This morning on MSNBC, Joe Scarborough and Mika Brzezinski were lamenting what a shame it would be if accusations over playing the race card and the gender card drowned out the issues in the presidential campaign. That’s a big concern over at MSNBC, so big that the network devoted most of its morning to the claims and counterclaims. So many cards were accused of being played, I thought I was watching the World Series of Poker.
I’m picking on MSNBC because I happened to be watching them this morning; obviously, they’re hardly alone. The high-minded thing to say would be that the media should ignore this altogether and focus on more important issues. The fact is, though, that it would be news if a campaign were having surrogates make racially charged statements at the opposition, or if a campaign were deliberately inflating statements by the other side into prejudiced statements.
If. But it would be nice for the political press to remember how big those ifs are and allocate their airtime and news holes accordingly. That’s dreaming, I suppose. And I suppose, given that this kind of controversy is crack for the news media, and given that a woman and a black man are contending for a nomination, it was silly to think this wouldn’t happen eventually. Well, it has metastasized now. (In the meantime, a close Republican race–bringing attention to my home state of Michigan–is getting short shrift.)
The optimistic take is that this is the moment where the media, the spin doctors, the surrogates–all of them with their Offense-o-Meters dialed to 11–get it out of their system, that the story gets so overplayed that any later attempt to bring it up in the campaign will raise the embarrassing memory of how nuts we went back in January. Ben Smith at Politico, for instance, writes about how some people have begun to claim a Hillary Clinton remark about “spadework” was racist–“some people” including Rush Limbaugh, who, of course, only wants the best for any eventual Democratic nominee. Maybe we just need to sweat this out like a fever brought to crisis.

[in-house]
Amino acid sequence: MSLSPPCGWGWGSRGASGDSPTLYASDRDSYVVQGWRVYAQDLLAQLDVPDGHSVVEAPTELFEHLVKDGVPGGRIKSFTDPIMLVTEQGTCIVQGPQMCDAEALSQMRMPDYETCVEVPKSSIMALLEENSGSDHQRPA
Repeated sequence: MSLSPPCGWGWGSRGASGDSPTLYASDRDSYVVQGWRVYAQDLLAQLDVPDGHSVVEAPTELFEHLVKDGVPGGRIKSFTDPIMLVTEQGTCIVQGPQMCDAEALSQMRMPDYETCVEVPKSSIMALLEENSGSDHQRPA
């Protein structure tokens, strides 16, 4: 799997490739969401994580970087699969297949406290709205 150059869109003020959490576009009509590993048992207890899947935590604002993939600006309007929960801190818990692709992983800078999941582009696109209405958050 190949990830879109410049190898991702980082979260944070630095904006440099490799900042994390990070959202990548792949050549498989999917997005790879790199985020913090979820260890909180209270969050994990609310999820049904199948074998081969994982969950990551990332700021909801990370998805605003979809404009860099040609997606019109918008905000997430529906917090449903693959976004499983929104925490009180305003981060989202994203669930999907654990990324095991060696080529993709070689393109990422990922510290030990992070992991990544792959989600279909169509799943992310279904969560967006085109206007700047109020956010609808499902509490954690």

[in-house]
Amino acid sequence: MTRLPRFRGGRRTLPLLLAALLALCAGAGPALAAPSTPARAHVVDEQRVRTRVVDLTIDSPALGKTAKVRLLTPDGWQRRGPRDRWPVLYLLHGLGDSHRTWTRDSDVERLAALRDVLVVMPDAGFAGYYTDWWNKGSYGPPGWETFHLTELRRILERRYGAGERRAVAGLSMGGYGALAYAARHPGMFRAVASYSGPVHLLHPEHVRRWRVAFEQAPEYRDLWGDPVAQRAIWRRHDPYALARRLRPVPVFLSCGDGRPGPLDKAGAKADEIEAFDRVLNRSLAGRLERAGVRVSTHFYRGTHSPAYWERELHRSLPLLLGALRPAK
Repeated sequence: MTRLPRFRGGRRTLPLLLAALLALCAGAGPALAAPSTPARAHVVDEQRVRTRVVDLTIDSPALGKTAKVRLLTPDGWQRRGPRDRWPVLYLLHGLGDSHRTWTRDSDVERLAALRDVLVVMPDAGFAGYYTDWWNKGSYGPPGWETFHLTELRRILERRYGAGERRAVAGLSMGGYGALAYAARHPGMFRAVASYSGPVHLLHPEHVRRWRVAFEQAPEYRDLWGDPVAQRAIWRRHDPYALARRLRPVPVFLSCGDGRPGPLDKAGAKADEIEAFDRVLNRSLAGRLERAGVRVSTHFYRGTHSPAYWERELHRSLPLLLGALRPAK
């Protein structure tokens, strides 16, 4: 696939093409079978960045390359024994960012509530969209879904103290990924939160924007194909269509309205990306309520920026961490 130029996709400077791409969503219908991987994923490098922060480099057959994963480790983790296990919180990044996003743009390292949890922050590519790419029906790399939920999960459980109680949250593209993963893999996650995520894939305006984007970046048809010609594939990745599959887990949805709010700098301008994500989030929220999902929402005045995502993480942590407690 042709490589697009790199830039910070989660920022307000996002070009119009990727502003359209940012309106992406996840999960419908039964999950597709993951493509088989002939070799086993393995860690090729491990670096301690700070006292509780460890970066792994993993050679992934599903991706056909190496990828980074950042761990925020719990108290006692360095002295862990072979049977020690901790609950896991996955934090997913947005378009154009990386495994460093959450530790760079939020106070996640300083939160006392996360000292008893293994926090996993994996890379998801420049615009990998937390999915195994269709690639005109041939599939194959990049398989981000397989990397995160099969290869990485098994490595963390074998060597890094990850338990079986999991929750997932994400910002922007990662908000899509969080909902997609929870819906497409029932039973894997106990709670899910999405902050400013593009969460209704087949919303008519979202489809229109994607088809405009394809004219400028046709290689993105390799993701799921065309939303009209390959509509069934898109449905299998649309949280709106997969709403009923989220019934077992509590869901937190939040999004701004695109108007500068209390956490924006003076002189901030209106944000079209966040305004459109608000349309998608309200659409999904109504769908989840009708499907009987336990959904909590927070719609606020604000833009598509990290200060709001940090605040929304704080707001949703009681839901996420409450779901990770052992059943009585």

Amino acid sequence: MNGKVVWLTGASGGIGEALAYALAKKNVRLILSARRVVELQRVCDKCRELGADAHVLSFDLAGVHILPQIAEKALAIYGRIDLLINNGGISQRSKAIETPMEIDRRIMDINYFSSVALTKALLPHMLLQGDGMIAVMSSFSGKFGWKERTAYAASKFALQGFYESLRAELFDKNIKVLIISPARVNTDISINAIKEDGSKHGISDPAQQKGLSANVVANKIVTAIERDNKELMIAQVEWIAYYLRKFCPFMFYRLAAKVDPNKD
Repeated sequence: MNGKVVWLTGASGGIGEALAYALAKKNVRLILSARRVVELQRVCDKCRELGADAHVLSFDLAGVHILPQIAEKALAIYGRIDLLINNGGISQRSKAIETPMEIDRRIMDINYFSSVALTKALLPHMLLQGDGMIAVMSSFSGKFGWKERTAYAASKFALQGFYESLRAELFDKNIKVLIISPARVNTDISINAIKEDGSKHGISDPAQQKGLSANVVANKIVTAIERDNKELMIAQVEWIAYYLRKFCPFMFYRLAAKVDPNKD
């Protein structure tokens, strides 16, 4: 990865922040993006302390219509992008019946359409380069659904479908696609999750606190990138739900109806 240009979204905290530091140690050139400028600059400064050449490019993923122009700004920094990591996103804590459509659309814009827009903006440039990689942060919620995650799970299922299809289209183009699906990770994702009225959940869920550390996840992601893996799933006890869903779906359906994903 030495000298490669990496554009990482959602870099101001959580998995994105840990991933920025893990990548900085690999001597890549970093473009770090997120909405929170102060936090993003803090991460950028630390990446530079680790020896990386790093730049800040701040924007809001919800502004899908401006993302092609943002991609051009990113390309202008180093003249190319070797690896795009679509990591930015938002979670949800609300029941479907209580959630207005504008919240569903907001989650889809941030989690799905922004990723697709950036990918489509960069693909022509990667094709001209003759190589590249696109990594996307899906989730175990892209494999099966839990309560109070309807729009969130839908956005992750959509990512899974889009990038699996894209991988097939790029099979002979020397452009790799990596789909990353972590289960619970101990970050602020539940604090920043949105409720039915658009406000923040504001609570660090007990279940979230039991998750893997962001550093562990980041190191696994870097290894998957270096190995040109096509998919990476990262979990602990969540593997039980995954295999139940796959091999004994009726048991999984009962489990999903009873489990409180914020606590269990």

Dreaming again, I imagine. Given how the media is held hostage to news pegs, next Monday’s observation of MLK Day is bound to keep the story at least somewhat alive a week from today. (I wish that were a joke.) And Black History Month is just around the corner. (Wish that were a joke as well.) March, summer, the general election: there will always be reasons.
As long as we’re dreaming, let’s hope that we at least see some subtlety in the coverage of the controversy, if we’re going to have to have it. As I wrote about the Hillary choking-up incident, the media tends to dualize controversies too much: the truth must be either one thing or its opposite. Hillary must have been either wholly genuine or wholly calculated. A campaign’s acts must be either meticulously planned and scripted, or they must be coincidental and innocent. Here, a statement must either be racist (or sexist) or unobjectionable.
It’s the hate-crime approach to political discourse: the focus becomes all about divining the intent of the speaker, rather than the injuriousness of the act. It’s possible, for instance, that a remark could be not bigoted but simply sleazy. (Not to try to referee this particular one, but the fact that the African American media executive Bob Johnson has been called part of a pattern of racist surrogate remarks should make us conscious that this is not so, well, black and white as the media inevitably paint it.)
However this episode plays out, it’s getting depressing. There are actual political problems out there, after all. But the coverage of this campaign is starting to look like 1988: lurching from one hot button to another, from flag factory to tank ride to Willie Horton. That’s one bridge back to the 20th century I was hoping we could bypass.